Ticketmaster Summer in Stages

Casablanca: The Gin Joint Cut

Morag Fullarton
Gilded Balloon
Pleasance Theatre Islington

Claire Waugh as Lisa Lund and Gavin Mitchell as Rick
Claire Waugh as Lisa Lund and Gavin Mitchell as Rick

Trailing echoes of laughter after playing at the Tron Theatre Glasgow and the Edinburgh Fringe, this is a spoof of a spoof. It presents a jokey rep company offering its own reenactment of the classic Hollywood movie.

"Spoof" suggests its humour, but isn’t really the right thing to call it. To quote Morag Fullerton’s script (which draws heavily on the actual film dialogue), it is “an homage, a billet-doux to one of the greatest films ever made”. While highly hilarious, at the same time it takes itself very seriously. Its talented cast can insert a moment of insanity or perpetrate blatant caricature and slip straight back into the drama. Don’t ask how they do, they are just very good.

There’s an introductory framing of actors preparing, which incorporates some corny Hollywood anecdotes, some of which may be true. It includes a dashing display of pistol twirling by the irrepressible Jimmy Chisholm and a classic comic mime of smoking when Gavin Mitchell takes a cigarette case from his pocket right through to stubbing out in an ashtray. That leads to a running no-smoking law gag that interrupts the action every time a character lights up a forbidden fag.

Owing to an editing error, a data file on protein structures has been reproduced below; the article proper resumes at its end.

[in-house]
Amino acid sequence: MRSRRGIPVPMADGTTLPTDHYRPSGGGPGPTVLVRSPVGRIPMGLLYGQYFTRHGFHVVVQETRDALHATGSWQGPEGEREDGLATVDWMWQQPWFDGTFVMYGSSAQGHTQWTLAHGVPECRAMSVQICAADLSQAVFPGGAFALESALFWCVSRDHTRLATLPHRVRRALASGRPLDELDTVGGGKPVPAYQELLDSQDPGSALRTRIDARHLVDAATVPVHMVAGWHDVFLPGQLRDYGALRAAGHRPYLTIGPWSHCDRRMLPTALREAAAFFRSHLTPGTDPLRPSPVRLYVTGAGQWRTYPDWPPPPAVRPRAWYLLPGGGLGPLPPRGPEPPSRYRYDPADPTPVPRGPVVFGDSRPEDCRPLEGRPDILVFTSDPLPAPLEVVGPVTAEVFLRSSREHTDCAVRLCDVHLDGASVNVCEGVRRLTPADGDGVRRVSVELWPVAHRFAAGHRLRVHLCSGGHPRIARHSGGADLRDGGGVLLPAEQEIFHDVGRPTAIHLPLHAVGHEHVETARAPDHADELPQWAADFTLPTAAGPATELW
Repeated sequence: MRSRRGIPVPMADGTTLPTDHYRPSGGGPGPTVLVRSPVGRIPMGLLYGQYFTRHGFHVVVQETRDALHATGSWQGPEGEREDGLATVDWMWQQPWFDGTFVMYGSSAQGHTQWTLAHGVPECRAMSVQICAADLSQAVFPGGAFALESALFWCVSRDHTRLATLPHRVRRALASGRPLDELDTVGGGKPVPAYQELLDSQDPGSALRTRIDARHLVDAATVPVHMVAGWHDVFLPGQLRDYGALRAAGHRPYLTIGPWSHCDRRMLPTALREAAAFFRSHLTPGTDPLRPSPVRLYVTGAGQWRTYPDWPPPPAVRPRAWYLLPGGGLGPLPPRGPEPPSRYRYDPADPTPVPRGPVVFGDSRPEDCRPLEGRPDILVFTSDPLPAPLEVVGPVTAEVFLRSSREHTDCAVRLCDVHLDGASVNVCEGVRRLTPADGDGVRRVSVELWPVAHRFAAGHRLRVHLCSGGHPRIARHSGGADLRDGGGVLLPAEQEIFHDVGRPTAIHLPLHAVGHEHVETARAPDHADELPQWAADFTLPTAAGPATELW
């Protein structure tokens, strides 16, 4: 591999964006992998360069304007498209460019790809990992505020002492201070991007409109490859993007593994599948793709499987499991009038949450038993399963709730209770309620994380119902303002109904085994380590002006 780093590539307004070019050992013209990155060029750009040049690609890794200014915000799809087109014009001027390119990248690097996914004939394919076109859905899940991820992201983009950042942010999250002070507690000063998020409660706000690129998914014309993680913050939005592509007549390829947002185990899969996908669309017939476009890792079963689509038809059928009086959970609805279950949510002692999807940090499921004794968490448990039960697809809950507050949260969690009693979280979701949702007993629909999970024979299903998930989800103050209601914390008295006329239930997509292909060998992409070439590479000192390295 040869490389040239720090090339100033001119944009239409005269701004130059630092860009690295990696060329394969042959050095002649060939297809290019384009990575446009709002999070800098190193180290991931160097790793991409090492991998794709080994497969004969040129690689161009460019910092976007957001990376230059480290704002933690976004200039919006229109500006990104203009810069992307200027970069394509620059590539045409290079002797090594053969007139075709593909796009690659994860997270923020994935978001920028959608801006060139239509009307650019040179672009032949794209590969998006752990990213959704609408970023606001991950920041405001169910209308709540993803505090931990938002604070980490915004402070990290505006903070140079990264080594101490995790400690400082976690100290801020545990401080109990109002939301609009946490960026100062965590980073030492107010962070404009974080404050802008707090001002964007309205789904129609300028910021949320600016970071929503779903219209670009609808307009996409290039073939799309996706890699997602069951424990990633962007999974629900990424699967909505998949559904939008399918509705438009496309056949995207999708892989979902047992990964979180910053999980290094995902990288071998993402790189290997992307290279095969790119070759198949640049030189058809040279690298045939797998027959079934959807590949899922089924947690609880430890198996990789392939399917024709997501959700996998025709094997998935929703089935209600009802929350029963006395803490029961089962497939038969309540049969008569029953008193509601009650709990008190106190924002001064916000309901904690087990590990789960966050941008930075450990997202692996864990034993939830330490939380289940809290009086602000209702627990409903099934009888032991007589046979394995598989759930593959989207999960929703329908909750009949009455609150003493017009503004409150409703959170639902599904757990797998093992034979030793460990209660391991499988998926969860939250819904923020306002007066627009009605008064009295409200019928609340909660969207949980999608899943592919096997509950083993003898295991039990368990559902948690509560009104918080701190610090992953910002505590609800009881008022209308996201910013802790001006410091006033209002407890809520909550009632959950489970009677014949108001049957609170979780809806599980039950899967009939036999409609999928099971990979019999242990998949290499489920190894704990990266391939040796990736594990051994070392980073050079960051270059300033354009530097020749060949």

Mitchell is a gravel-voiced personification of Humphrey Bogart playing Rick Blain. Clare Waugh not only stands in for Ingrid Bergman’s Ilsa Lund, Rick’s long-lost love, but (Heil Hitler!) the Third Reich’s Major Stressed.

Chisholm, slipping on a variety of jackets and titfers, manages to send up Peter Lorre, Claude Rains and Paul Heinreid while at the same time delivering their characters precisely as shady crook, French police chief and Czech resistance refugee. As for “play it again” Sam, he and his piano get miniaturised. Between them they give us all the highlights of the 1942 movie, helped by a rousing "Marseillaise" from the audience.

This is 80 minutes of sheer enjoyment; cleverly crafted by writer-director Morag Fullarton and beautifully played by a trio who seem able to surprise even when you know exactly what’s coming in a show that comes over ever fresh though created some time ago.

Reviewer: Howard Loxton